On August 24, 2022, Kim Manns, CEO of H3Diversity, talked to our Vice President of Programs, Abby Schwalb, about the six traits of inclusive leadership, offering actionable examples and takeaways for Conscious Leaders to embrace in their workplaces.
Here’s our breakdown of those six traits and Kim’s steps and examples of how to approach each one.
Commitment is one of the first steps to inclusive leadership because it involves making a promise to yourself to stay the course and it’s the first place Kim starts in her trainings with executives and teams.
“Commitment is an area that I initially focus on with the leaders that I coach and it usually comes after something that creates a shift for them,” Kim explained. “So whether it’s a centering event like George Floyd that all of a sudden creates this awareness for them, there’s some sort of relationship that they’ve started to explore that’s made them question their own mental model.”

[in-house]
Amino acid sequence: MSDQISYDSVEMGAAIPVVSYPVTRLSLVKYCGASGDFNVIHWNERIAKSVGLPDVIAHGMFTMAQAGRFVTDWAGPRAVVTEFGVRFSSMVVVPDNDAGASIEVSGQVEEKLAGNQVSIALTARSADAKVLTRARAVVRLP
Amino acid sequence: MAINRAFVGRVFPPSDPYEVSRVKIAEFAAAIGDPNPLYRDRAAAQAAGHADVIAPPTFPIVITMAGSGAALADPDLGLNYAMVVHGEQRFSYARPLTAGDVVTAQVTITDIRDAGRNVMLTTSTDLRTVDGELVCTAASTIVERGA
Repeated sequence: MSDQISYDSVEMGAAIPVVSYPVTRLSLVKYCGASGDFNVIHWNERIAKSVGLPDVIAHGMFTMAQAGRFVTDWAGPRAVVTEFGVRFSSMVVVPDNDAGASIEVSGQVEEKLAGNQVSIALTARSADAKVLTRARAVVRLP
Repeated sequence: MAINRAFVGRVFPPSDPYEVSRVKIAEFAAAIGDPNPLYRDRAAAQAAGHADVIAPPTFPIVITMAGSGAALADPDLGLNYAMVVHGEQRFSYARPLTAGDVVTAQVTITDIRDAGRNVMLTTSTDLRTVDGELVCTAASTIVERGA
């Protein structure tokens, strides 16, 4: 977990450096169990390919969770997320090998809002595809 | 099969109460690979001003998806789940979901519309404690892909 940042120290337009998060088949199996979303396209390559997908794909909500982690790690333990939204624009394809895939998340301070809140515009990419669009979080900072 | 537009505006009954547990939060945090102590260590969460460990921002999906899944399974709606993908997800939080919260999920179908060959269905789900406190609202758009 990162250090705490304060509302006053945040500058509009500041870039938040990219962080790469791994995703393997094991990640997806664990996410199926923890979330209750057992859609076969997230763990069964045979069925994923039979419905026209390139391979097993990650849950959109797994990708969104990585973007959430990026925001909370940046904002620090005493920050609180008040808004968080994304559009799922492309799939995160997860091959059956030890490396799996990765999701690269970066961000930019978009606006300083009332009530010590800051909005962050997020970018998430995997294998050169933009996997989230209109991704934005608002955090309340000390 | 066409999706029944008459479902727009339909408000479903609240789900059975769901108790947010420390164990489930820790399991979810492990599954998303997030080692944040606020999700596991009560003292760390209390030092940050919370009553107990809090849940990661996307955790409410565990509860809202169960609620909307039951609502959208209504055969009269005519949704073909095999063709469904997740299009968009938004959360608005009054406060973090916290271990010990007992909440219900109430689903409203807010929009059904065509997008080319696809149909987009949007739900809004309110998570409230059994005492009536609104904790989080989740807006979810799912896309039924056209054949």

While the commitment may be easier for some, it may not be as simple for others. Those that struggle can start by asking themselves the question: “Do you value the benefit of inclusive leadership and ultimately creating cultures of belonging more than the potential costs that can be associated with getting to that ultimate goal?”
The costs may show up as a resistance to change and charged emotions, but ultimately making the decision to live a commitment to inclusivity helps leaders create more meaningful models for a healthy workplace.
Once you’ve made the commitment to stay the course, having the courage to really dig in to what the journey will require, through self-reflection and also taking stock in your workplace, is the next step to inclusive leadership:
“Courage is something all of us have to have in order to be inclusive leaders, because all of us have bias. And so, for us to widen our perspective, we have to have the courage to look at ourselves and our environments in a way that maybe challenges our ways of being and doing in a way that we haven’t before.”